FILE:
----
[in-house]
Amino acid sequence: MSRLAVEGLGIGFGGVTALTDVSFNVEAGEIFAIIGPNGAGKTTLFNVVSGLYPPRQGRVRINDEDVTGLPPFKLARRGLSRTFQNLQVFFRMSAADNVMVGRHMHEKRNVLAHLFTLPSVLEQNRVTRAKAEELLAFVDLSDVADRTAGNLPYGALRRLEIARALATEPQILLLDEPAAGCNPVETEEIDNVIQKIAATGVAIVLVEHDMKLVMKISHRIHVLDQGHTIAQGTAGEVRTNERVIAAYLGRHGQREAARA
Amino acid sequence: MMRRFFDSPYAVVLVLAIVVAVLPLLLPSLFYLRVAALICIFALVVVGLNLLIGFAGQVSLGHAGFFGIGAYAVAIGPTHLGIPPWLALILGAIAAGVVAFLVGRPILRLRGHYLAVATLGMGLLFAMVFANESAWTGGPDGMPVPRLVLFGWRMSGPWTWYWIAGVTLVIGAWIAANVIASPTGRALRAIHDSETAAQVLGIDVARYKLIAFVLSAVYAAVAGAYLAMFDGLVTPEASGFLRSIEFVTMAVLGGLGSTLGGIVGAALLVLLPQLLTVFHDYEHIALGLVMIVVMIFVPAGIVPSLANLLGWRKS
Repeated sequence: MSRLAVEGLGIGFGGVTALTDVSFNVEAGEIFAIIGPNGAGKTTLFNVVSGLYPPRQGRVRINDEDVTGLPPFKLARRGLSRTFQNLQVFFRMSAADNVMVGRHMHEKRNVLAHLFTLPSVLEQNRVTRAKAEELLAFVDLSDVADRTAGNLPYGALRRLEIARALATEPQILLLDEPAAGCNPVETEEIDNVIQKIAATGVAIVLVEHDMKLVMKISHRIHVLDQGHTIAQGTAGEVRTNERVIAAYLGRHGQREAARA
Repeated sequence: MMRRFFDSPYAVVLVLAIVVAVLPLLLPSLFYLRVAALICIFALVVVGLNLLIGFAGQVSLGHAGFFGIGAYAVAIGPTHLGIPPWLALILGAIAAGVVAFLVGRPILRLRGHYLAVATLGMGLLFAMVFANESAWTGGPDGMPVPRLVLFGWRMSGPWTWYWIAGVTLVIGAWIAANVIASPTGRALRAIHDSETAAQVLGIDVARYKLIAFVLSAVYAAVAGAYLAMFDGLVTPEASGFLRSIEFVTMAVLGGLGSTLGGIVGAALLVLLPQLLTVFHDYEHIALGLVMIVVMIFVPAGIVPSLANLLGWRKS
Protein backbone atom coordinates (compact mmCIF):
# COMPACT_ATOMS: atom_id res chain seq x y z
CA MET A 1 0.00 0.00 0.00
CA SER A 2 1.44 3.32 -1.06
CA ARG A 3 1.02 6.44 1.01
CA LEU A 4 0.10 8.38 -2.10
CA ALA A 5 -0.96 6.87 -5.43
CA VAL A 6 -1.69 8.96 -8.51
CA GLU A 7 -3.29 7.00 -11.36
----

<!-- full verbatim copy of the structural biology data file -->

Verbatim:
[in-house]
Amino acid sequence: MSRLAVEGLGIGFGGVTALTDVSFNVEAGEIFAIIGPNGAGKTTLFNVVSGLYPPRQGRVRINDEDVTGLPPFKLARRGLSRTFQNLQVFFRMSAADNVMVGRHMHEKRNVLAHLFTLPSVLEQNRVTRAKAEELLAFVDLSDVADRTAGNLPYGALRRLEIARALATEPQILLLDEPAAGCNPVETEEIDNVIQKIAATGVAIVLVEHDMKLVMKISHRIHVLDQGHTIAQGTAGEVRTNERVIAAYLGRHGQREAARA
Amino acid sequence: MMRRFFDSPYAVVLVLAIVVAVLPLLLPSLFYLRVAALICIFALVVVGLNLLIGFAGQVSLGHAGFFGIGAYAVAIGPTHLGIPPWLALILGAIAAGVVAFLVGRPILRLRGHYLAVATLGMGLLFAMVFANESAWTGGPDGMPVPRLVLFGWRMSGPWTWYWIAGVTLVIGAWIAANVIASPTGRALRAIHDSETAAQVLGIDVARYKLIAFVLSAVYAAVAGAYLAMFDGLVTPEASGFLRSIEFVTMAVLGGLGSTLGGIVGAALLVLLPQLLTVFHDYEHIALGLVMIVVMIFVPAGIVPSLANLLGWRKS
Repeated sequence: MSRLAVEGLGIGFGGVTALTDVSFNVEAGEIFAIIGPNGAGKTTLFNVVSGLYPPRQGRVRINDEDVTGLPPFKLARRGLSRTFQNLQVFFRMSAADNVMVGRHMHEKRNVLAHLFTLPSVLEQNRVTRAKAEELLAFVDLSDVADRTAGNLPYGALRRLEIARALATEPQILLLDEPAAGCNPVETEEIDNVIQKIAATGVAIVLVEHDMKLVMKISHRIHVLDQGHTIAQGTAGEVRTNERVIAAYLGRHGQREAARA
Repeated sequence: MMRRFFDSPYAVVLVLAIVVAVLPLLLPSLFYLRVAALICIFALVVVGLNLLIGFAGQVSLGHAGFFGIGAYAVAIGPTHLGIPPWLALILGAIAAGVVAFLVGRPILRLRGHYLAVATLGMGLLFAMVFANESAWTGGPDGMPVPRLVLFGWRMSGPWTWYWIAGVTLVIGAWIAANVIASPTGRALRAIHDSETAAQVLGIDVARYKLIAFVLSAVYAAVAGAYLAMFDGLVTPEASGFLRSIEFVTMAVLGGLGSTLGGIVGAALLVLLPQLLTVFHDYEHIALGLVMIVVMIFVPAGIVPSLANLLGWRKS
Protein backbone atom coordinates (compact mmCIF):
# COMPACT_ATOMS: atom_id res chain seq x y z
CA MET A 1 0.00 0.00 0.00
CA SER A 2 1.44 3.32 -1.06
CA ARG A 3 1.02 6.44 1.01
CA LEU A 4 0.10 8.38 -2.10
CA ALA A 5 -0.96 6.87 -5.43
CA VAL A 6 -1.69 8.96 -8.51
CA GLU A 7 -3.29 7.00 -11.36